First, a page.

Uncertainty about just how close European Union leaders will come to solving the euro zone debt crisis kept many markets trading in a tight range on Tuesday.
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World stocks, including European shares, were slightly higher and the euro was flat. Both, however, remained close to recent highs.
EU leaders are to meet on Wednesday with tentative plans in place for Greece's debt to be reduced, European banks to be recapitalised and the euro zone's EFSF rescue fund to be increased to provide partial insurance for sovereign bonds.
But the agreements and how far they go remain under discussion, causing some nerves on financial markets.
Adding to the uncertainty, German lawmakers secured a full parliamentary vote on any euro zone crisis measures negotiated, a move that risks delaying Europe's response to its two-year debt problems.
"Whilst official comments have stated that "good progress" is being made, behind the scenes things look a little shakier," Capital Spreads dealer Jonathan Sudaria said.
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Investors are also becoming concerned about the impact of the crisis on overall European growth, although news that German consumer morale unexpectedly rose going into November will have provided some succour.
MSCI's all-country world stock index was up 0.1 percent, close to highs last seen at the beginning of September. Hopes for a euro zone settlement have boosted stocks in recent weeks.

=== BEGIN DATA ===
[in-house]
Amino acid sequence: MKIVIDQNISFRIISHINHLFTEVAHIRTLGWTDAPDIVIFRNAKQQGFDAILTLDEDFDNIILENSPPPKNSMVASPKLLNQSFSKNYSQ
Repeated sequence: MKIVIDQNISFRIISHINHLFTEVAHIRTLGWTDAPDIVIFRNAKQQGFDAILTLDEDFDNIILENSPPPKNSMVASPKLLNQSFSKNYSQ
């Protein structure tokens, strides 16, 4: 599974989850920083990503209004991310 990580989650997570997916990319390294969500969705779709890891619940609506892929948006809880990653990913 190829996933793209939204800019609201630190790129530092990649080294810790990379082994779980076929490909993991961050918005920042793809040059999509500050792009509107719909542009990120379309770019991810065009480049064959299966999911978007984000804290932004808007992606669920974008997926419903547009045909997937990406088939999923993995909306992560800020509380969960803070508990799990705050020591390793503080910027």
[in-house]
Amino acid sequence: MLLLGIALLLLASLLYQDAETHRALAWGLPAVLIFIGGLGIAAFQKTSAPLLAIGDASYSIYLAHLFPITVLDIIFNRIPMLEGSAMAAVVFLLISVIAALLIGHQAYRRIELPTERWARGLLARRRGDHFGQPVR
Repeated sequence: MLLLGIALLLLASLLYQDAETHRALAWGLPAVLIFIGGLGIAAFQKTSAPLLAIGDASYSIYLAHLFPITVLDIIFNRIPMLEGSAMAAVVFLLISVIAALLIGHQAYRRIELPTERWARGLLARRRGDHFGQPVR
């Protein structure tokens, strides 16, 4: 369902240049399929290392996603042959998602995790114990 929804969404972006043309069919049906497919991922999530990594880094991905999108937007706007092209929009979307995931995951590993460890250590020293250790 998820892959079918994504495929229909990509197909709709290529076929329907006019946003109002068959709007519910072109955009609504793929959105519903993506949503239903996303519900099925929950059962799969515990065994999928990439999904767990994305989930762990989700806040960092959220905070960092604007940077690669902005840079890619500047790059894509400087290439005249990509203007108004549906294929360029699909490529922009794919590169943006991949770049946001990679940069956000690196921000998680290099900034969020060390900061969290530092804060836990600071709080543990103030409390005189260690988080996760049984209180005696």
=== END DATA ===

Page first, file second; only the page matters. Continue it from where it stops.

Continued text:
The pan-European FTSEurofirst 300 was up about the same. Strong corporate results from the likes of oil and gas firm BG Group and Deutsche Bank , which both beat forecasts, helped underpin the market, after its recent two-day rally.
Earlier, Japan's Nikkei closed down 0.9 percent as the domestic corporate earnings season began.
The euro was flat on the day but still held near a six-week high against the dollar hit on Monday, supported by market expectations for European leaders to come up with an agreement.
The yen also hovered just shy of a record high against the dollar, leaving investors nervous about possible intervention by the Japanese authorities to stem the currency's rise.
The euro was at $1.3930.
"It will be difficult for the euro to break above $1.40 ahead of the meeting. People are happy to sit on their positions awaiting any outcome," said Niels Christensen, currency strategist at Nordea in Copenhagen.
"The indications are that there is a will to solve the problem, which is maybe not a huge leap but it's a step ahead not backwards."
German Bund futures ticked lower.
Traders and strategists said they expected the bond market to remain volatile going into Wednesday's summit, with thin volumes adding to the potential for sharp market moves.